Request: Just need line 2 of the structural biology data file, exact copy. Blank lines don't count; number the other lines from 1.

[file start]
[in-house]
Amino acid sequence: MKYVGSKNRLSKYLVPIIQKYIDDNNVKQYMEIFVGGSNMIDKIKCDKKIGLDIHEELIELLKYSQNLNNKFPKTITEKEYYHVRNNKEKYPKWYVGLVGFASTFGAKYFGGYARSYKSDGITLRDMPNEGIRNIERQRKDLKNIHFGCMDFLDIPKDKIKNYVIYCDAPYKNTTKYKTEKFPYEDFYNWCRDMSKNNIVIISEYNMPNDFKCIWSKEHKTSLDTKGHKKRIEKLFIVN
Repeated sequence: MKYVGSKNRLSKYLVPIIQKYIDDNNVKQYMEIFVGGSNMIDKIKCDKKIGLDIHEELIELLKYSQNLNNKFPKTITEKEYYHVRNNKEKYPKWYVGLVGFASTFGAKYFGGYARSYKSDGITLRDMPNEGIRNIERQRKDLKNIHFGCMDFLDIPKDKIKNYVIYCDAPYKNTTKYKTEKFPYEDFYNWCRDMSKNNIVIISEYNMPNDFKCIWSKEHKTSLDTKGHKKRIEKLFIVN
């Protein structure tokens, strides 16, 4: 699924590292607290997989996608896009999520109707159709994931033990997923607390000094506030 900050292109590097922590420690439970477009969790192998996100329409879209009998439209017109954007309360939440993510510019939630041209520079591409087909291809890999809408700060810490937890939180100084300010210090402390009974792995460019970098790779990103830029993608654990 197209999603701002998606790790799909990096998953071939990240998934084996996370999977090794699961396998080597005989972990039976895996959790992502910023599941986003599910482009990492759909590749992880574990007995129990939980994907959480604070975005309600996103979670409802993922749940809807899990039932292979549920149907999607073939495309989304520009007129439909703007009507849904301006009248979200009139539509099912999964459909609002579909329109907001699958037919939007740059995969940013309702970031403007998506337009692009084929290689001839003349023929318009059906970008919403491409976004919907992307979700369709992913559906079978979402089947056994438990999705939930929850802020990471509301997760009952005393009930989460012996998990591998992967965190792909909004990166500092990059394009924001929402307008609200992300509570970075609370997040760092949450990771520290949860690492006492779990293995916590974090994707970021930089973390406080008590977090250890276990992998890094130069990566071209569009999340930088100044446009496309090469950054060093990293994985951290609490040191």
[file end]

Amino acid sequence: MKYVGSKNRLSKYLVPIIQKYIDDNNVKQYMEIFVGGSNMIDKIKCDKKIGLDIHEELIELLKYSQNLNNKFPKTITEKEYYHVRNNKEKYPKWYVGLVGFASTFGAKYFGGYARSYKSDGITLRDMPNEGIRNIERQRKDLKNIHFGCMDFLDIPKDKIKNYVIYCDAPYKNTTKYKTEKFPYEDFYNWCRDMSKNNIVIISEYNMPNDFKCIWSKEHKTSLDTKGHKKRIEKLFIVN